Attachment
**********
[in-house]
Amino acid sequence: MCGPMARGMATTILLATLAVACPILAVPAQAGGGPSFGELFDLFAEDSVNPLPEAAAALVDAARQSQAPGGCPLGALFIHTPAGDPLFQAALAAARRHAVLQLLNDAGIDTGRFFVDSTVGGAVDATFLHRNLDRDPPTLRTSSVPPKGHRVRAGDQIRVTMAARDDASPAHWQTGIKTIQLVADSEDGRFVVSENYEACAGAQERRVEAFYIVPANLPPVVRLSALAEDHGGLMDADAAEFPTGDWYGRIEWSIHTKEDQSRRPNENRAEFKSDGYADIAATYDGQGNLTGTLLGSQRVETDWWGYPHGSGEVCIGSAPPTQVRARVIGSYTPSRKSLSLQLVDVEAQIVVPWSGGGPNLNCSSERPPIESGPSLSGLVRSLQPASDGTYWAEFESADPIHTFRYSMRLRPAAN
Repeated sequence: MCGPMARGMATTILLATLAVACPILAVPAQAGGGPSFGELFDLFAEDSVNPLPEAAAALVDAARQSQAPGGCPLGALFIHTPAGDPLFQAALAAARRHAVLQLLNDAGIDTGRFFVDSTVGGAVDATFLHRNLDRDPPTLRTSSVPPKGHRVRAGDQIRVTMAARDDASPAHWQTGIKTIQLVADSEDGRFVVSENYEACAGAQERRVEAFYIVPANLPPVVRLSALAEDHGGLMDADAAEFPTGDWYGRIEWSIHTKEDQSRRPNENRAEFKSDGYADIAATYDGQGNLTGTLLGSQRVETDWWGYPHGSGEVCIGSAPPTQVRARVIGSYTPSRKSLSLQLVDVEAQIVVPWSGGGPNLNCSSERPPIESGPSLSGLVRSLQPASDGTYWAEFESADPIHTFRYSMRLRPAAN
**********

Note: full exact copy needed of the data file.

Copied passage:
[in-house]
Amino acid sequence: MCGPMARGMATTILLATLAVACPILAVPAQAGGGPSFGELFDLFAEDSVNPLPEAAAALVDAARQSQAPGGCPLGALFIHTPAGDPLFQAALAAARRHAVLQLLNDAGIDTGRFFVDSTVGGAVDATFLHRNLDRDPPTLRTSSVPPKGHRVRAGDQIRVTMAARDDASPAHWQTGIKTIQLVADSEDGRFVVSENYEACAGAQERRVEAFYIVPANLPPVVRLSALAEDHGGLMDADAAEFPTGDWYGRIEWSIHTKEDQSRRPNENRAEFKSDGYADIAATYDGQGNLTGTLLGSQRVETDWWGYPHGSGEVCIGSAPPTQVRARVIGSYTPSRKSLSLQLVDVEAQIVVPWSGGGPNLNCSSERPPIESGPSLSGLVRSLQPASDGTYWAEFESADPIHTFRYSMRLRPAAN
Repeated sequence: MCGPMARGMATTILLATLAVACPILAVPAQAGGGPSFGELFDLFAEDSVNPLPEAAAALVDAARQSQAPGGCPLGALFIHTPAGDPLFQAALAAARRHAVLQLLNDAGIDTGRFFVDSTVGGAVDATFLHRNLDRDPPTLRTSSVPPKGHRVRAGDQIRVTMAARDDASPAHWQTGIKTIQLVADSEDGRFVVSENYEACAGAQERRVEAFYIVPANLPPVVRLSALAEDHGGLMDADAAEFPTGDWYGRIEWSIHTKEDQSRRPNENRAEFKSDGYADIAATYDGQGNLTGTLLGSQRVETDWWGYPHGSGEVCIGSAPPTQVRARVIGSYTPSRKSLSLQLVDVEAQIVVPWSGGGPNLNCSSERPPIESGPSLSGLVRSLQPASDGTYWAEFESADPIHTFRYSMRLRPAAN